Last words & epigraphs
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This work first appeared in Gargoyle, issue #8. Please respect the fact that this material is copyrighted. It is made available here without charge for personal use only. It may not be stored, displayed, published, reproduced, or used for any other purpose without the express consent of the author or artist.
Memory Turning into Itself
George Myers Jr.
Here is the familiar home of the holiday visits and the gathering of the families: small children running in and out of the closets, tangling in great overcoats and scarves, slipshod sofas covered and reupholstered in pastels and dim plaids, Geographic and Philadelphia magazines piled up on the coffee and end tables. Dark, highly polished mahogany. Near the oval doorway there's always activity and, as a result, a draft. Silverware and dishes are clattering in the kitchen, barely audible above the many voices. A standing wall clock pipes its music in softly, A few ladies are whispering to each other by the piano, the piano covered with framed photographs.
Your grandfather dozes heavily in the enormous leather-armed chair. His hands are posed on either hand rest, and his head leans slightly then drops back anonymously on the headrest of the chair. The sleeper, infant-like with his mouth open, seems protected by the chair. Indeed, his grandchildren think he is the chair and ignore the soft swelling of his breath. Your grandfather dreams not of his grandchildren, whom he dotes on and enjoys so when awake, but of his own children. His daughter and his son occupy his unconsciousness, he wonders where are they headed, like all travelers, having left their homes and not having yet arrived. He twitches and his eyes open but only for a moment. They do not focus on the ceiling or the cobwebs floating free from where the walls meet.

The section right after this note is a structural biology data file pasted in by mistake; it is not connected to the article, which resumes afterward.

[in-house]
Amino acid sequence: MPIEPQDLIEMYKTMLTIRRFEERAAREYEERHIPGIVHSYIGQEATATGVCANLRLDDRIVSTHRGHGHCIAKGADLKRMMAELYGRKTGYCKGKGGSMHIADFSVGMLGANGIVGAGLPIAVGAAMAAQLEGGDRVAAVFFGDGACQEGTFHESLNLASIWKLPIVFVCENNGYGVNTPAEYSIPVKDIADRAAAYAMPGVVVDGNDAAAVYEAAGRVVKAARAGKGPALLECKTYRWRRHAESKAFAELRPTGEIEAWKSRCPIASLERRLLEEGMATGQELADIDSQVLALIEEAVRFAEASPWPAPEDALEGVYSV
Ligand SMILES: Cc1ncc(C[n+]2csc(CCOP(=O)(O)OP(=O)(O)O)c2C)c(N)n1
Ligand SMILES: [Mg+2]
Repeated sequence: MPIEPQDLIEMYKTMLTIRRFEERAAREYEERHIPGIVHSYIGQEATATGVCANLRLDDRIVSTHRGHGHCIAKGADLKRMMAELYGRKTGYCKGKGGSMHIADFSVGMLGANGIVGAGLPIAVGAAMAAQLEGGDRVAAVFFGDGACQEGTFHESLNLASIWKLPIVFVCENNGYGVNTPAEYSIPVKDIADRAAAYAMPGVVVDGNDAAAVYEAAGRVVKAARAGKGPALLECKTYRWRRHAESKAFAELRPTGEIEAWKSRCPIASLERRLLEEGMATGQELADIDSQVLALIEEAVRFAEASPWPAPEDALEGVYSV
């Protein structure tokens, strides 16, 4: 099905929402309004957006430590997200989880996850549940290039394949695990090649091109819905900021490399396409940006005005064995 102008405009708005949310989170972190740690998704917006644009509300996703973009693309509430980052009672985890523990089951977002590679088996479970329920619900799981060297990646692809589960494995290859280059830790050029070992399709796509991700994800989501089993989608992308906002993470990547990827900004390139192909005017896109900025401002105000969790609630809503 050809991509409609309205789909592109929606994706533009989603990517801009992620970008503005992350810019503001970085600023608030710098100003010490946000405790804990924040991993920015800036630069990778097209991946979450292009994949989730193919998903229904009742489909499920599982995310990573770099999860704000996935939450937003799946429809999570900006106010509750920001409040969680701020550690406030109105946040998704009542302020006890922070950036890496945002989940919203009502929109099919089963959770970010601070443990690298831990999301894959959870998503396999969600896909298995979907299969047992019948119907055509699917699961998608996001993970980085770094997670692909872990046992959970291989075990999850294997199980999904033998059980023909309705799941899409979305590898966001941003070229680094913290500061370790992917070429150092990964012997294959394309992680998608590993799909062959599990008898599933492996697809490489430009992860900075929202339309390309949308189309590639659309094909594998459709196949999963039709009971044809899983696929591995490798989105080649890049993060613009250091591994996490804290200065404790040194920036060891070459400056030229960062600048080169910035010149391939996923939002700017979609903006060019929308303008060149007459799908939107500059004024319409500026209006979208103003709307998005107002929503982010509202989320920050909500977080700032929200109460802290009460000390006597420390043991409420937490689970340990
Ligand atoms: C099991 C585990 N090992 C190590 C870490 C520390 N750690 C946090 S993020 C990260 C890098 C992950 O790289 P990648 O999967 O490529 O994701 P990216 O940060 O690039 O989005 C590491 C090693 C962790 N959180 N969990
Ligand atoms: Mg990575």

There are eight chairs in the room, two are rockers and the others are wooden not like his green leather chair. On the walls are photographs and paintings of your cousins, sisters and great uncles, A family tree, done in watercolor with the appropriate names etched in on branches, hangs beside the house in the mountains.
You walk around the chairs and their occupants, voices fade in and out of the Bartok on public radio. You look back at your invulnerable grandfather, who is dreaming of your own father and mother, sagging contentedly in his green chair. A newspaper having fallen from his lap is propped upright on the floor. An overhead lamp glows in the rounded glass of his bifocals. He is unlike anyone you've ever known. Now the music begins again.
You consider your grandfather from his right side--his profile is that of a gentle man, though the chin is taut against his buttoned collar. In the white light his wrinkles are wiped out. The face of an infant fascinates you. Laughter comes from the dining room. It doesn't concern you.
You pull up a chair facing your grandfather and for want of conversation, pretend to browse the bookshelves. His legs are crossed and his hands are folded. While you gaze at your grandfather a strange pleasing inertia settles in. Your chair becomes a reservoir, and you rest. In a moment, you too doze off. You head drops back, and your lips slightly part.